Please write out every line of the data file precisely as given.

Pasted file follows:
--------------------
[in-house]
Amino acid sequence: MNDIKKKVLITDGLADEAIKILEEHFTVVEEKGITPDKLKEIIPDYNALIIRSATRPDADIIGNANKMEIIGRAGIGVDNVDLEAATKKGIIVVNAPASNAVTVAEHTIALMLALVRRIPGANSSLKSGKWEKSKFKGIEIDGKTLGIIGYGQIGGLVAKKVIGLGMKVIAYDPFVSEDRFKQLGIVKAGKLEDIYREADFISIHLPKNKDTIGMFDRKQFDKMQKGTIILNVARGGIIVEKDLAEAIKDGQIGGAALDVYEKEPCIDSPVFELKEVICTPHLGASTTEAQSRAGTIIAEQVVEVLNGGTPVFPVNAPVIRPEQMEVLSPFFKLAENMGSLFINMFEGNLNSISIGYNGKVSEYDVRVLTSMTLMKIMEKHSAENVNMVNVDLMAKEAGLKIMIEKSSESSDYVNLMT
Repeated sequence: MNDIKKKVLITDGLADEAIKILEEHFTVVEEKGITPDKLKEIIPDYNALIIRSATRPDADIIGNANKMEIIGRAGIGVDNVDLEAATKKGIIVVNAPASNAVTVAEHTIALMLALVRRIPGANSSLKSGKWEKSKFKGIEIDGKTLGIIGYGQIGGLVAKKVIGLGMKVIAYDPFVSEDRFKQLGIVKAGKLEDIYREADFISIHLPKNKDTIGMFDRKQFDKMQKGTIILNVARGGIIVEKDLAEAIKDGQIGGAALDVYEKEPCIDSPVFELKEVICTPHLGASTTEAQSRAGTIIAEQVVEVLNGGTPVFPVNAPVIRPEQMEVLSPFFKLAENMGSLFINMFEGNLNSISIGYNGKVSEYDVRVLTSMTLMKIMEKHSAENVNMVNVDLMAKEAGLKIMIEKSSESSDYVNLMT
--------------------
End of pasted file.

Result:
[in-house]
Amino acid sequence: MNDIKKKVLITDGLADEAIKILEEHFTVVEEKGITPDKLKEIIPDYNALIIRSATRPDADIIGNANKMEIIGRAGIGVDNVDLEAATKKGIIVVNAPASNAVTVAEHTIALMLALVRRIPGANSSLKSGKWEKSKFKGIEIDGKTLGIIGYGQIGGLVAKKVIGLGMKVIAYDPFVSEDRFKQLGIVKAGKLEDIYREADFISIHLPKNKDTIGMFDRKQFDKMQKGTIILNVARGGIIVEKDLAEAIKDGQIGGAALDVYEKEPCIDSPVFELKEVICTPHLGASTTEAQSRAGTIIAEQVVEVLNGGTPVFPVNAPVIRPEQMEVLSPFFKLAENMGSLFINMFEGNLNSISIGYNGKVSEYDVRVLTSMTLMKIMEKHSAENVNMVNVDLMAKEAGLKIMIEKSSESSDYVNLMT
Repeated sequence: MNDIKKKVLITDGLADEAIKILEEHFTVVEEKGITPDKLKEIIPDYNALIIRSATRPDADIIGNANKMEIIGRAGIGVDNVDLEAATKKGIIVVNAPASNAVTVAEHTIALMLALVRRIPGANSSLKSGKWEKSKFKGIEIDGKTLGIIGYGQIGGLVAKKVIGLGMKVIAYDPFVSEDRFKQLGIVKAGKLEDIYREADFISIHLPKNKDTIGMFDRKQFDKMQKGTIILNVARGGIIVEKDLAEAIKDGQIGGAALDVYEKEPCIDSPVFELKEVICTPHLGASTTEAQSRAGTIIAEQVVEVLNGGTPVFPVNAPVIRPEQMEVLSPFFKLAENMGSLFINMFEGNLNSISIGYNGKVSEYDVRVLTSMTLMKIMEKHSAENVNMVNVDLMAKEAGLKIMIEKSSESSDYVNLMT